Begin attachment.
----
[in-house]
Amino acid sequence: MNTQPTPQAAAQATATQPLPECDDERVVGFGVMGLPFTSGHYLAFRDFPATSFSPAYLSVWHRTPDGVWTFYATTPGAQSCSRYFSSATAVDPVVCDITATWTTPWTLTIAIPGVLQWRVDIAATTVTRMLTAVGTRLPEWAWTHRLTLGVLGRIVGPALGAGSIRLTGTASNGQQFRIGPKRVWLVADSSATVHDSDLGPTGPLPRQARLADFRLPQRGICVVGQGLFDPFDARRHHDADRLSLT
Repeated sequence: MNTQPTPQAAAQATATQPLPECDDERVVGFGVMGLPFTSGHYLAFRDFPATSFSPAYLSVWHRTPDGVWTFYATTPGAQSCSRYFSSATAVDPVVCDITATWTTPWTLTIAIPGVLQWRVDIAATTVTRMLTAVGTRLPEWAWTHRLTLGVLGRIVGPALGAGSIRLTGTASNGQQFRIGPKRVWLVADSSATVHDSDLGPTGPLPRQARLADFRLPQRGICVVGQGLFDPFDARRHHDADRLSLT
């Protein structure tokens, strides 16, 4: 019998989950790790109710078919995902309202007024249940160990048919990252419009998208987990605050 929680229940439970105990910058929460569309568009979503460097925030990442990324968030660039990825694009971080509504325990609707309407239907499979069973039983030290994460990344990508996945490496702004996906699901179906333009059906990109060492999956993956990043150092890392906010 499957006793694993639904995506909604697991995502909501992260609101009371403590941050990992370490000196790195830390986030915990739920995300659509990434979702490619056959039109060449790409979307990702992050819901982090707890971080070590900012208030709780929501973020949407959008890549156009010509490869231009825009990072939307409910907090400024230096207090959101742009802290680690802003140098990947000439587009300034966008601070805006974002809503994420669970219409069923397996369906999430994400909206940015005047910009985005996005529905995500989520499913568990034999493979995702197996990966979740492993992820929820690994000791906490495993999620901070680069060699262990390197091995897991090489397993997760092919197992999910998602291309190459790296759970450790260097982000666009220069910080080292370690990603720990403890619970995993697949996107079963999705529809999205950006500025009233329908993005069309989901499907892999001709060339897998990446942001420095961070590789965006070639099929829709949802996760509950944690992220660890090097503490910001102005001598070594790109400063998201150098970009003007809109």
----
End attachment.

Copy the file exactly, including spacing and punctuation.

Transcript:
[in-house]
Amino acid sequence: MNTQPTPQAAAQATATQPLPECDDERVVGFGVMGLPFTSGHYLAFRDFPATSFSPAYLSVWHRTPDGVWTFYATTPGAQSCSRYFSSATAVDPVVCDITATWTTPWTLTIAIPGVLQWRVDIAATTVTRMLTAVGTRLPEWAWTHRLTLGVLGRIVGPALGAGSIRLTGTASNGQQFRIGPKRVWLVADSSATVHDSDLGPTGPLPRQARLADFRLPQRGICVVGQGLFDPFDARRHHDADRLSLT
Repeated sequence: MNTQPTPQAAAQATATQPLPECDDERVVGFGVMGLPFTSGHYLAFRDFPATSFSPAYLSVWHRTPDGVWTFYATTPGAQSCSRYFSSATAVDPVVCDITATWTTPWTLTIAIPGVLQWRVDIAATTVTRMLTAVGTRLPEWAWTHRLTLGVLGRIVGPALGAGSIRLTGTASNGQQFRIGPKRVWLVADSSATVHDSDLGPTGPLPRQARLADFRLPQRGICVVGQGLFDPFDARRHHDADRLSLT
């Protein structure tokens, strides 16, 4: 019998989950790790109710078919995902309202007024249940160990048919990252419009998208987990605050 929680229940439970105990910058929460569309568009979503460097925030990442990324968030660039990825694009971080509504325990609707309407239907499979069973039983030290994460990344990508996945490496702004996906699901179906333009059906990109060492999956993956990043150092890392906010 499957006793694993639904995506909604697991995502909501992260609101009371403590941050990992370490000196790195830390986030915990739920995300659509990434979702490619056959039109060449790409979307990702992050819901982090707890971080070590900012208030709780929501973020949407959008890549156009010509490869231009825009990072939307409910907090400024230096207090959101742009802290680690802003140098990947000439587009300034966008601070805006974002809503994420669970219409069923397996369906999430994400909206940015005047910009985005996005529905995500989520499913568990034999493979995702197996990966979740492993992820929820690994000791906490495993999620901070680069060699262990390197091995897991090489397993997760092919197992999910998602291309190459790296759970450790260097982000666009220069910080080292370690990603720990403890619970995993697949996107079963999705529809999205950006500025009233329908993005069309989901499907892999001709060339897998990446942001420095961070590789965006070639099929829709949802996760509950944690992220660890090097503490910001102005001598070594790109400063998201150098970009003007809109």